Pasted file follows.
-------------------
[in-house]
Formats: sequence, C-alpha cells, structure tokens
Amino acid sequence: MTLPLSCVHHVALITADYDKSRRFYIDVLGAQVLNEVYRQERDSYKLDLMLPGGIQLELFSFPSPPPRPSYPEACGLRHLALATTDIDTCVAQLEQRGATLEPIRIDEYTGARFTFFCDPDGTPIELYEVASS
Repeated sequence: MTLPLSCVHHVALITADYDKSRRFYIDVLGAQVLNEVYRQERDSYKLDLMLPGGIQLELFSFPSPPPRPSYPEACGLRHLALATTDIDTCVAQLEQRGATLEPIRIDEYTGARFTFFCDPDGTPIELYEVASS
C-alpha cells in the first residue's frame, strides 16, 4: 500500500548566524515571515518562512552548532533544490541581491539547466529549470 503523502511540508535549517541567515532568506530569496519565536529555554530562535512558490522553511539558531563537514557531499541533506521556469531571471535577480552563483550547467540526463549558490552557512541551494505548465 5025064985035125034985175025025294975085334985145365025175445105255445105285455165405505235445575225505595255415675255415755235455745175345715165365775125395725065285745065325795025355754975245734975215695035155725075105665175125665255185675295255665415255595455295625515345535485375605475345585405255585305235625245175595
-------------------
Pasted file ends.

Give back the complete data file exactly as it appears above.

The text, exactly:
[in-house]
Formats: sequence, C-alpha cells, structure tokens
Amino acid sequence: MTLPLSCVHHVALITADYDKSRRFYIDVLGAQVLNEVYRQERDSYKLDLMLPGGIQLELFSFPSPPPRPSYPEACGLRHLALATTDIDTCVAQLEQRGATLEPIRIDEYTGARFTFFCDPDGTPIELYEVASS
Repeated sequence: MTLPLSCVHHVALITADYDKSRRFYIDVLGAQVLNEVYRQERDSYKLDLMLPGGIQLELFSFPSPPPRPSYPEACGLRHLALATTDIDTCVAQLEQRGATLEPIRIDEYTGARFTFFCDPDGTPIELYEVASS
C-alpha cells in the first residue's frame, strides 16, 4: 500500500548566524515571515518562512552548532533544490541581491539547466529549470 503523502511540508535549517541567515532568506530569496519565536529555554530562535512558490522553511539558531563537514557531499541533506521556469531571471535577480552563483550547467540526463549558490552557512541551494505548465 5025064985035125034985175025025294975085334985145365025175445105255445105285455165405505235445575225505595255415675255415755235455745175345715165365775125395725065285745065325795025355754975245734975215695035155725075105665175125665255185675295255665415255595455295625515345535485375605475345585405255585305235625245175595